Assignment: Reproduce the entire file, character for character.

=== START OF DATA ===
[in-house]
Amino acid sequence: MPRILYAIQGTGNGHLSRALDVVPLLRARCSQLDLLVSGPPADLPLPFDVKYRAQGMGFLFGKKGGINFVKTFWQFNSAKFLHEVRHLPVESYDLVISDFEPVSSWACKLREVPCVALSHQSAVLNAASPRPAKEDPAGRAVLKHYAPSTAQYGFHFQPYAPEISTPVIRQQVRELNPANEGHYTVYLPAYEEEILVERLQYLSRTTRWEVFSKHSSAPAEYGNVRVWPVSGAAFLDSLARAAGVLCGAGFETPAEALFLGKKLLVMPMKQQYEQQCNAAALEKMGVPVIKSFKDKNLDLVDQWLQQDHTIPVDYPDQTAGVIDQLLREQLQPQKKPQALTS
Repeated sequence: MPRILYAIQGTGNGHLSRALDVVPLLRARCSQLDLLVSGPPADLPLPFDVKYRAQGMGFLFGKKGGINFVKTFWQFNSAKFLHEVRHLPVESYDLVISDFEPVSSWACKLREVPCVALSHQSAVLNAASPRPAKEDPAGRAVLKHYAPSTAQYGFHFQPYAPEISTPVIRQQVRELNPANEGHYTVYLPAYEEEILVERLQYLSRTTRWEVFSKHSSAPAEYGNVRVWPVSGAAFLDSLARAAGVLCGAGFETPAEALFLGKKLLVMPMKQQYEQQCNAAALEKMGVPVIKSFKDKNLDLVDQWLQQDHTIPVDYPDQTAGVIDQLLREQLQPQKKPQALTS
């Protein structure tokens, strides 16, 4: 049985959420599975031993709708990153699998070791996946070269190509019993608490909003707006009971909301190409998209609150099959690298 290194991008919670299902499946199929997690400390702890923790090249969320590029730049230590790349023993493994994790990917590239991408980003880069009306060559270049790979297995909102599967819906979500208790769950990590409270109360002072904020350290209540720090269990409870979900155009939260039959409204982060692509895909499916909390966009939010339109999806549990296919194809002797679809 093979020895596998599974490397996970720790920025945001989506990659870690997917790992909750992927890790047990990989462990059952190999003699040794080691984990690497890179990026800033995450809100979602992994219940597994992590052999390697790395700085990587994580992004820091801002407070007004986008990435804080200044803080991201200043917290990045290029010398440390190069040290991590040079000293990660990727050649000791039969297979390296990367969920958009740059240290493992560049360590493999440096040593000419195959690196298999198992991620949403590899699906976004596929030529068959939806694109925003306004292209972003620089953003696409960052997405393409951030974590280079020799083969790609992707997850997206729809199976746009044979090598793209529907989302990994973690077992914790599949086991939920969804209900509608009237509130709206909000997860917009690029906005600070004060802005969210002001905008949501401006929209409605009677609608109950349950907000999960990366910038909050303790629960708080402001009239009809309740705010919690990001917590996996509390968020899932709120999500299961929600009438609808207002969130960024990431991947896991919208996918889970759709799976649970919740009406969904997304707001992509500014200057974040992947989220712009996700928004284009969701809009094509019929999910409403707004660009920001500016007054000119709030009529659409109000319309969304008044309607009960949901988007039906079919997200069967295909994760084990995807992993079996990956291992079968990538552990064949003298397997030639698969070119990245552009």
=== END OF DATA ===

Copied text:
[in-house]
Amino acid sequence: MPRILYAIQGTGNGHLSRALDVVPLLRARCSQLDLLVSGPPADLPLPFDVKYRAQGMGFLFGKKGGINFVKTFWQFNSAKFLHEVRHLPVESYDLVISDFEPVSSWACKLREVPCVALSHQSAVLNAASPRPAKEDPAGRAVLKHYAPSTAQYGFHFQPYAPEISTPVIRQQVRELNPANEGHYTVYLPAYEEEILVERLQYLSRTTRWEVFSKHSSAPAEYGNVRVWPVSGAAFLDSLARAAGVLCGAGFETPAEALFLGKKLLVMPMKQQYEQQCNAAALEKMGVPVIKSFKDKNLDLVDQWLQQDHTIPVDYPDQTAGVIDQLLREQLQPQKKPQALTS
Repeated sequence: MPRILYAIQGTGNGHLSRALDVVPLLRARCSQLDLLVSGPPADLPLPFDVKYRAQGMGFLFGKKGGINFVKTFWQFNSAKFLHEVRHLPVESYDLVISDFEPVSSWACKLREVPCVALSHQSAVLNAASPRPAKEDPAGRAVLKHYAPSTAQYGFHFQPYAPEISTPVIRQQVRELNPANEGHYTVYLPAYEEEILVERLQYLSRTTRWEVFSKHSSAPAEYGNVRVWPVSGAAFLDSLARAAGVLCGAGFETPAEALFLGKKLLVMPMKQQYEQQCNAAALEKMGVPVIKSFKDKNLDLVDQWLQQDHTIPVDYPDQTAGVIDQLLREQLQPQKKPQALTS
């Protein structure tokens, strides 16, 4: 049985959420599975031993709708990153699998070791996946070269190509019993608490909003707006009971909301190409998209609150099959690298 290194991008919670299902499946199929997690400390702890923790090249969320590029730049230590790349023993493994994790990917590239991408980003880069009306060559270049790979297995909102599967819906979500208790769950990590409270109360002072904020350290209540720090269990409870979900155009939260039959409204982060692509895909499916909390966009939010339109999806549990296919194809002797679809 093979020895596998599974490397996970720790920025945001989506990659870690997917790992909750992927890790047990990989462990059952190999003699040794080691984990690497890179990026800033995450809100979602992994219940597994992590052999390697790395700085990587994580992004820091801002407070007004986008990435804080200044803080991201200043917290990045290029010398440390190069040290991590040079000293990660990727050649000791039969297979390296990367969920958009740059240290493992560049360590493999440096040593000419195959690196298999198992991620949403590899699906976004596929030529068959939806694109925003306004292209972003620089953003696409960052997405393409951030974590280079020799083969790609992707997850997206729809199976746009044979090598793209529907989302990994973690077992914790599949086991939920969804209900509608009237509130709206909000997860917009690029906005600070004060802005969210002001905008949501401006929209409605009677609608109950349950907000999960990366910038909050303790629960708080402001009239009809309740705010919690990001917590996996509390968020899932709120999500299961929600009438609808207002969130960024990431991947896991919208996918889970759709799976649970919740009406969904997304707001992509500014200057974040992947989220712009996700928004284009969701809009094509019929999910409403707004660009920001500016007054000119709030009529659409109000319309969304008044309607009960949901988007039906079919997200069967295909994760084990995807992993079996990956291992079968990538552990064949003298397997030639698969070119990245552009």